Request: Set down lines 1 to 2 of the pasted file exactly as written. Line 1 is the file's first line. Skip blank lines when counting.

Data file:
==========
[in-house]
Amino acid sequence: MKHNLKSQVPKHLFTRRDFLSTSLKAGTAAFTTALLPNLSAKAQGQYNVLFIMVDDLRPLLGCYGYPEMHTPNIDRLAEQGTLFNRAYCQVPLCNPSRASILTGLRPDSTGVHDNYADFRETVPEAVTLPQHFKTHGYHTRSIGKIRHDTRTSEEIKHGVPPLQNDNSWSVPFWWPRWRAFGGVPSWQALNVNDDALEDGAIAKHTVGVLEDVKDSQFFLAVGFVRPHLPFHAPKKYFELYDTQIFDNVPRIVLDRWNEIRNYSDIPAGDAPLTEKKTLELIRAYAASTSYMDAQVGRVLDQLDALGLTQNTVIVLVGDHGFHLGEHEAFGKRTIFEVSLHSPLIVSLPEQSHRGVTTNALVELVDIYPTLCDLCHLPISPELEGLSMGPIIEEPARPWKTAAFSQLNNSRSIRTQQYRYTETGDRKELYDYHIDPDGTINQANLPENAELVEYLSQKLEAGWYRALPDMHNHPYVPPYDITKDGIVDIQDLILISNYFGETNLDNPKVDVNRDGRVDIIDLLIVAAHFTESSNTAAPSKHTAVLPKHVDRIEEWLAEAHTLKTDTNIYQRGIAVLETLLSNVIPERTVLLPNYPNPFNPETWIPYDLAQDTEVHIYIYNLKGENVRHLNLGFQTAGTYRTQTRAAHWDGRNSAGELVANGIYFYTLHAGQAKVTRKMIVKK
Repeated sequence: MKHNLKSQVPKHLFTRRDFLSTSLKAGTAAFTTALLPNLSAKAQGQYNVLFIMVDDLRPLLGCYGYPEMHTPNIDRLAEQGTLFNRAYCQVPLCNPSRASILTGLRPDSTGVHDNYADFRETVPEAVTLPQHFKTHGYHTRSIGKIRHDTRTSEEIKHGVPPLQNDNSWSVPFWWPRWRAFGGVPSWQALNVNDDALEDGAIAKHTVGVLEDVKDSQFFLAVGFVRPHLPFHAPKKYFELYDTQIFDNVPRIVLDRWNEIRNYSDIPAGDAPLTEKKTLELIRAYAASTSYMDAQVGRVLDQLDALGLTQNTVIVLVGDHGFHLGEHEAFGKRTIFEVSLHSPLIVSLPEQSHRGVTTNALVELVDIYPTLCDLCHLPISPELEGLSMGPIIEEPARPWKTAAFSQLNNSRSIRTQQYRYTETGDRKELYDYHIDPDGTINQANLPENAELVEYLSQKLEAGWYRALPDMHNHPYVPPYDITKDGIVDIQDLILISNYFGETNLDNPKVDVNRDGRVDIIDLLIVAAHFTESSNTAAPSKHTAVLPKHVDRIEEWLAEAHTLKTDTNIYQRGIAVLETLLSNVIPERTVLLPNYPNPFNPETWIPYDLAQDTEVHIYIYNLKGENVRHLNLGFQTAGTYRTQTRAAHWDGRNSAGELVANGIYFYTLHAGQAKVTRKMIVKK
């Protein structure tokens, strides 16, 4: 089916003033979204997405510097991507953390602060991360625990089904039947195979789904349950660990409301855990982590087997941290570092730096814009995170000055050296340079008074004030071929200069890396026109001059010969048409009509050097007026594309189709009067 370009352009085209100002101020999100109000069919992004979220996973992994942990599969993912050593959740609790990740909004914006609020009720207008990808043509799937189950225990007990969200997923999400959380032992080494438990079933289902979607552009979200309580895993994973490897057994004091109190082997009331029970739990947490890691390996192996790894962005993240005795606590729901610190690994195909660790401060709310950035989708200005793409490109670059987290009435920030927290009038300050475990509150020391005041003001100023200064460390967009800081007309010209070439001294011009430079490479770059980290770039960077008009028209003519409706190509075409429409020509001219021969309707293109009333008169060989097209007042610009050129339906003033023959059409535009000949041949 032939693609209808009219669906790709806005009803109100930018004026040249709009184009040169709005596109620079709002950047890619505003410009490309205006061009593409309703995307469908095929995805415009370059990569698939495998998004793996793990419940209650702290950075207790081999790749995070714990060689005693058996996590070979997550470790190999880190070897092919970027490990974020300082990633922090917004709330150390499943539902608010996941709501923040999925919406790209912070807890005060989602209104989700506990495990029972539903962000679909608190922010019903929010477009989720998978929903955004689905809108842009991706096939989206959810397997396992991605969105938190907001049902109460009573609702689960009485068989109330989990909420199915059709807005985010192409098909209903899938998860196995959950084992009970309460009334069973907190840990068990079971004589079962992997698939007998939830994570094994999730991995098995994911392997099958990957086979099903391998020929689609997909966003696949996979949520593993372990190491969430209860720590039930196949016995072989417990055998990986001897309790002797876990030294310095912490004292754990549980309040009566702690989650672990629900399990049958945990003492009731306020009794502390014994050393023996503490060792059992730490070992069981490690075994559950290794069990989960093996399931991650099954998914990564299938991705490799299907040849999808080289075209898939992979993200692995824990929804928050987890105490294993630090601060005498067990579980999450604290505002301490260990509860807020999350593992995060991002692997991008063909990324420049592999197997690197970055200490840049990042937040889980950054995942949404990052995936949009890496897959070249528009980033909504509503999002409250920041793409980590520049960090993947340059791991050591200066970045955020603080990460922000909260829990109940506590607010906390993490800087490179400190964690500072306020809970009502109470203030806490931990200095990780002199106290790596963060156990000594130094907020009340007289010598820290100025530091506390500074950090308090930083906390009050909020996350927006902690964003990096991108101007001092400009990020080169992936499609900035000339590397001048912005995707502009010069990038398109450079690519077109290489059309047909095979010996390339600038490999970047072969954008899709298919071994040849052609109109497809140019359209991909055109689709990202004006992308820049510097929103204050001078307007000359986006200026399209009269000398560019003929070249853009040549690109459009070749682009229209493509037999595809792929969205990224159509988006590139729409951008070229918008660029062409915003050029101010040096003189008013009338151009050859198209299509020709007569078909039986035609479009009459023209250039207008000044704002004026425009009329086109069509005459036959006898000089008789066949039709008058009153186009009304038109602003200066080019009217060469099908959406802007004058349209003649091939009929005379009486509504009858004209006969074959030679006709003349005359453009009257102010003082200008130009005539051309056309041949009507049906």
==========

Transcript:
[in-house]
Amino acid sequence: MKHNLKSQVPKHLFTRRDFLSTSLKAGTAAFTTALLPNLSAKAQGQYNVLFIMVDDLRPLLGCYGYPEMHTPNIDRLAEQGTLFNRAYCQVPLCNPSRASILTGLRPDSTGVHDNYADFRETVPEAVTLPQHFKTHGYHTRSIGKIRHDTRTSEEIKHGVPPLQNDNSWSVPFWWPRWRAFGGVPSWQALNVNDDALEDGAIAKHTVGVLEDVKDSQFFLAVGFVRPHLPFHAPKKYFELYDTQIFDNVPRIVLDRWNEIRNYSDIPAGDAPLTEKKTLELIRAYAASTSYMDAQVGRVLDQLDALGLTQNTVIVLVGDHGFHLGEHEAFGKRTIFEVSLHSPLIVSLPEQSHRGVTTNALVELVDIYPTLCDLCHLPISPELEGLSMGPIIEEPARPWKTAAFSQLNNSRSIRTQQYRYTETGDRKELYDYHIDPDGTINQANLPENAELVEYLSQKLEAGWYRALPDMHNHPYVPPYDITKDGIVDIQDLILISNYFGETNLDNPKVDVNRDGRVDIIDLLIVAAHFTESSNTAAPSKHTAVLPKHVDRIEEWLAEAHTLKTDTNIYQRGIAVLETLLSNVIPERTVLLPNYPNPFNPETWIPYDLAQDTEVHIYIYNLKGENVRHLNLGFQTAGTYRTQTRAAHWDGRNSAGELVANGIYFYTLHAGQAKVTRKMIVKK